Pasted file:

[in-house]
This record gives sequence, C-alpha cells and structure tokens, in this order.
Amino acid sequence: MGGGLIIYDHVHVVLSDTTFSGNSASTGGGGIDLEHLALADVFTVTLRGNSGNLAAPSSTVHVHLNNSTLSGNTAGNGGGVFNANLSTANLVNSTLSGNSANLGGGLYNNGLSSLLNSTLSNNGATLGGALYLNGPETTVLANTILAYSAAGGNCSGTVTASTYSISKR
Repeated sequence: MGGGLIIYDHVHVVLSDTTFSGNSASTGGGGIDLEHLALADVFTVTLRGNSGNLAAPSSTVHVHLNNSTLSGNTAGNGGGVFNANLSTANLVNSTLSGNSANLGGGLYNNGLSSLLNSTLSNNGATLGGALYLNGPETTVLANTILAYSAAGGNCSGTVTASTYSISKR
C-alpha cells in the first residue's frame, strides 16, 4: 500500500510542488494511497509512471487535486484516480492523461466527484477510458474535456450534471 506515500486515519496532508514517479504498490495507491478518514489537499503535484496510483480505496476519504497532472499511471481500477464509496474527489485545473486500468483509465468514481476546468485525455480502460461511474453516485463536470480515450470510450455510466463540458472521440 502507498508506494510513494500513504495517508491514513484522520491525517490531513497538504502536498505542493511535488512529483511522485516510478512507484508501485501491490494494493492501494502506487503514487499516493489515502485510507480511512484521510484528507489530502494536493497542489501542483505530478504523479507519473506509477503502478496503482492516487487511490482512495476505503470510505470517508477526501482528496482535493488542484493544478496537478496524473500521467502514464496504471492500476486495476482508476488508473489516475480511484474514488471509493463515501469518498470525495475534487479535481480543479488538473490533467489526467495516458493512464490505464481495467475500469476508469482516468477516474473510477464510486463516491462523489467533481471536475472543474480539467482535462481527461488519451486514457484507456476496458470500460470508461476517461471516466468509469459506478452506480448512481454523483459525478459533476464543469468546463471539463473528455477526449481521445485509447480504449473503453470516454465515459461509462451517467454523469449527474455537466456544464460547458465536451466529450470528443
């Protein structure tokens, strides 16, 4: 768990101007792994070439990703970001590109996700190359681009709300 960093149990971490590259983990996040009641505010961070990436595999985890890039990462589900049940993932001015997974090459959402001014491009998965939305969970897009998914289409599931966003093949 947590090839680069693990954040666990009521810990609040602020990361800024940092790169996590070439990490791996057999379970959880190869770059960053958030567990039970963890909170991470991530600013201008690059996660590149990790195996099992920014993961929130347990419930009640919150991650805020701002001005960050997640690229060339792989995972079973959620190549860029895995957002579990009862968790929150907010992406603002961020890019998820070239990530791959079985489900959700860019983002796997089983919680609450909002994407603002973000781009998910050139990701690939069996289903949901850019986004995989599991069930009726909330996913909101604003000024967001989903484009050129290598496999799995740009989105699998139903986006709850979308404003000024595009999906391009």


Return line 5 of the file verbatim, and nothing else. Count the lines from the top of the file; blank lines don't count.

C-alpha cells in the first residue's frame, strides 16, 4: 500500500510542488494511497509512471487535486484516480492523461466527484477510458474535456450534471 506515500486515519496532508514517479504498490495507491478518514489537499503535484496510483480505496476519504497532472499511471481500477464509496474527489485545473486500468483509465468514481476546468485525455480502460461511474453516485463536470480515450470510450455510466463540458472521440 502507498508506494510513494500513504495517508491514513484522520491525517490531513497538504502536498505542493511535488512529483511522485516510478512507484508501485501491490494494493492501494502506487503514487499516493489515502485510507480511512484521510484528507489530502494536493497542489501542483505530478504523479507519473506509477503502478496503482492516487487511490482512495476505503470510505470517508477526501482528496482535493488542484493544478496537478496524473500521467502514464496504471492500476486495476482508476488508473489516475480511484474514488471509493463515501469518498470525495475534487479535481480543479488538473490533467489526467495516458493512464490505464481495467475500469476508469482516468477516474473510477464510486463516491462523489467533481471536475472543474480539467482535462481527461488519451486514457484507456476496458470500460470508461476517461471516466468509469459506478452506480448512481454523483459525478459533476464543469468546463471539463473528455477526449481521445485509447480504449473503453470516454465515459461509462451517467454523469449527474455537466456544464460547458465536451466529450470528443